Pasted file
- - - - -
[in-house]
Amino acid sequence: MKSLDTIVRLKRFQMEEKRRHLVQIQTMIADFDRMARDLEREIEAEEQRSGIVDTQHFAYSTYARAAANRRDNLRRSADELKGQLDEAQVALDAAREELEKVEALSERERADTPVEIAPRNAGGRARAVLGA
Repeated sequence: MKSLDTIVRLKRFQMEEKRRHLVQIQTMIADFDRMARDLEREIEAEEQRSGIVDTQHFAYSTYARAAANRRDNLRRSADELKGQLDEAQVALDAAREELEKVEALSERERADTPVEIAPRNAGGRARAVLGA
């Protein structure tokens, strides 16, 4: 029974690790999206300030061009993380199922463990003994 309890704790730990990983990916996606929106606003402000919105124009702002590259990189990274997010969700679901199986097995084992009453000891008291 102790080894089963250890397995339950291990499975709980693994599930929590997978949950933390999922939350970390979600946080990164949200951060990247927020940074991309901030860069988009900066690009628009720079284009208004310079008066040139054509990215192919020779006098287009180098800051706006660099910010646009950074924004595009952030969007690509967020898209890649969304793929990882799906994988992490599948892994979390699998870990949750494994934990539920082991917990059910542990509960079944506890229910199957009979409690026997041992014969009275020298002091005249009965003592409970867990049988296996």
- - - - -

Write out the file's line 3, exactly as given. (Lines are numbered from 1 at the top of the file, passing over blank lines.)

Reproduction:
Repeated sequence: MKSLDTIVRLKRFQMEEKRRHLVQIQTMIADFDRMARDLEREIEAEEQRSGIVDTQHFAYSTYARAAANRRDNLRRSADELKGQLDEAQVALDAAREELEKVEALSERERADTPVEIAPRNAGGRARAVLGA